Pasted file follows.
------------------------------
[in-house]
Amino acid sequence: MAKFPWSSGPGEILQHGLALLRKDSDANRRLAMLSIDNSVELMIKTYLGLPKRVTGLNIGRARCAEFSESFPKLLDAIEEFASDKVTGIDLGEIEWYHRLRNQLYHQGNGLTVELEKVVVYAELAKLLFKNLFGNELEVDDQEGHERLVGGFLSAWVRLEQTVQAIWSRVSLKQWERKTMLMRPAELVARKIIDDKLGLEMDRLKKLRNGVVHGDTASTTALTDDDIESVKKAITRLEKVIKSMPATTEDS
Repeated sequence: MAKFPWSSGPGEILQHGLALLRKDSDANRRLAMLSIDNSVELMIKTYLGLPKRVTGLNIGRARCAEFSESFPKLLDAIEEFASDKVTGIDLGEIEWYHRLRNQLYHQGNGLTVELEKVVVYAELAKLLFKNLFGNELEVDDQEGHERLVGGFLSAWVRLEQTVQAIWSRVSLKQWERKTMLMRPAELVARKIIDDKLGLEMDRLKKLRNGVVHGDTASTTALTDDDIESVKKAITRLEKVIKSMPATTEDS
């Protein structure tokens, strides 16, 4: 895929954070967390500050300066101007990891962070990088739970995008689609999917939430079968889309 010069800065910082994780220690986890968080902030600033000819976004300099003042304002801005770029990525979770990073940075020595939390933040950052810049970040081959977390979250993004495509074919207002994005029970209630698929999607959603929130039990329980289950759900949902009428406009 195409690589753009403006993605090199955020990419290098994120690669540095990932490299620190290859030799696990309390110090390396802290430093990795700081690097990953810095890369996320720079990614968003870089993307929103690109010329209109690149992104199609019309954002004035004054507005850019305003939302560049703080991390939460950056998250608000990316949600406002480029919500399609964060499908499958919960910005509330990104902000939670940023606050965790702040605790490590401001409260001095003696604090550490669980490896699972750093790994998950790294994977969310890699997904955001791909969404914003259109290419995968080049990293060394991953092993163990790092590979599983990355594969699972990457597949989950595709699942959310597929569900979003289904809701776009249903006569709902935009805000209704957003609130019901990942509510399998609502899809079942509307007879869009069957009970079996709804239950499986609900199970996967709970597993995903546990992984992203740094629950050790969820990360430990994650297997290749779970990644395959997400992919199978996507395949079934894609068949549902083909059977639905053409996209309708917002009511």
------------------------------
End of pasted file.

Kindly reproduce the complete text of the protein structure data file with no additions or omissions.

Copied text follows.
[in-house]
Amino acid sequence: MAKFPWSSGPGEILQHGLALLRKDSDANRRLAMLSIDNSVELMIKTYLGLPKRVTGLNIGRARCAEFSESFPKLLDAIEEFASDKVTGIDLGEIEWYHRLRNQLYHQGNGLTVELEKVVVYAELAKLLFKNLFGNELEVDDQEGHERLVGGFLSAWVRLEQTVQAIWSRVSLKQWERKTMLMRPAELVARKIIDDKLGLEMDRLKKLRNGVVHGDTASTTALTDDDIESVKKAITRLEKVIKSMPATTEDS
Repeated sequence: MAKFPWSSGPGEILQHGLALLRKDSDANRRLAMLSIDNSVELMIKTYLGLPKRVTGLNIGRARCAEFSESFPKLLDAIEEFASDKVTGIDLGEIEWYHRLRNQLYHQGNGLTVELEKVVVYAELAKLLFKNLFGNELEVDDQEGHERLVGGFLSAWVRLEQTVQAIWSRVSLKQWERKTMLMRPAELVARKIIDDKLGLEMDRLKKLRNGVVHGDTASTTALTDDDIESVKKAITRLEKVIKSMPATTEDS
């Protein structure tokens, strides 16, 4: 895929954070967390500050300066101007990891962070990088739970995008689609999917939430079968889309 010069800065910082994780220690986890968080902030600033000819976004300099003042304002801005770029990525979770990073940075020595939390933040950052810049970040081959977390979250993004495509074919207002994005029970209630698929999607959603929130039990329980289950759900949902009428406009 195409690589753009403006993605090199955020990419290098994120690669540095990932490299620190290859030799696990309390110090390396802290430093990795700081690097990953810095890369996320720079990614968003870089993307929103690109010329209109690149992104199609019309954002004035004054507005850019305003939302560049703080991390939460950056998250608000990316949600406002480029919500399609964060499908499958919960910005509330990104902000939670940023606050965790702040605790490590401001409260001095003696604090550490669980490896699972750093790994998950790294994977969310890699997904955001791909969404914003259109290419995968080049990293060394991953092993163990790092590979599983990355594969699972990457597949989950595709699942959310597929569900979003289904809701776009249903006569709902935009805000209704957003609130019901990942509510399998609502899809079942509307007879869009069957009970079996709804239950499986609900199970996967709970597993995903546990992984992203740094629950050790969820990360430990994650297997290749779970990644395959997400992919199978996507395949079934894609068949549902083909059977639905053409996209309708917002009511």